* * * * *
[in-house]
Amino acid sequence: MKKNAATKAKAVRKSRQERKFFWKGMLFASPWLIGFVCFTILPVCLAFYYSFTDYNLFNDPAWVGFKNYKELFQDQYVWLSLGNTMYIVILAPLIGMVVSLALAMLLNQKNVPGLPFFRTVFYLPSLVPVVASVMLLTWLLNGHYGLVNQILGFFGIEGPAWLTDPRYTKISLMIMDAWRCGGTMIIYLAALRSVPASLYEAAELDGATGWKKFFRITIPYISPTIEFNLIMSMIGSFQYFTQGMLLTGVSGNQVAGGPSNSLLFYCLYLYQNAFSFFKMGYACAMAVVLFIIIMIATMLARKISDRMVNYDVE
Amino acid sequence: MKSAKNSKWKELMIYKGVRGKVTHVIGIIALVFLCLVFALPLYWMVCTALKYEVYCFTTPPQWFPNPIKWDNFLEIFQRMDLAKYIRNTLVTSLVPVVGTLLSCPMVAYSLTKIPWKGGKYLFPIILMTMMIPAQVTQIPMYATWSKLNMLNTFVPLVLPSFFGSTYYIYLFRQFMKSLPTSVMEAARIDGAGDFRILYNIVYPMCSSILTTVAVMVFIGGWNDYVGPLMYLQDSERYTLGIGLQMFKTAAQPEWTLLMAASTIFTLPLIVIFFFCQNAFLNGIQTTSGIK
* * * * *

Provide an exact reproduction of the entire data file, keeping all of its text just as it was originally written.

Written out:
[in-house]
Amino acid sequence: MKKNAATKAKAVRKSRQERKFFWKGMLFASPWLIGFVCFTILPVCLAFYYSFTDYNLFNDPAWVGFKNYKELFQDQYVWLSLGNTMYIVILAPLIGMVVSLALAMLLNQKNVPGLPFFRTVFYLPSLVPVVASVMLLTWLLNGHYGLVNQILGFFGIEGPAWLTDPRYTKISLMIMDAWRCGGTMIIYLAALRSVPASLYEAAELDGATGWKKFFRITIPYISPTIEFNLIMSMIGSFQYFTQGMLLTGVSGNQVAGGPSNSLLFYCLYLYQNAFSFFKMGYACAMAVVLFIIIMIATMLARKISDRMVNYDVE
Amino acid sequence: MKSAKNSKWKELMIYKGVRGKVTHVIGIIALVFLCLVFALPLYWMVCTALKYEVYCFTTPPQWFPNPIKWDNFLEIFQRMDLAKYIRNTLVTSLVPVVGTLLSCPMVAYSLTKIPWKGGKYLFPIILMTMMIPAQVTQIPMYATWSKLNMLNTFVPLVLPSFFGSTYYIYLFRQFMKSLPTSVMEAARIDGAGDFRILYNIVYPMCSSILTTVAVMVFIGGWNDYVGPLMYLQDSERYTLGIGLQMFKTAAQPEWTLLMAASTIFTLPLIVIFFFCQNAFLNGIQTTSGIK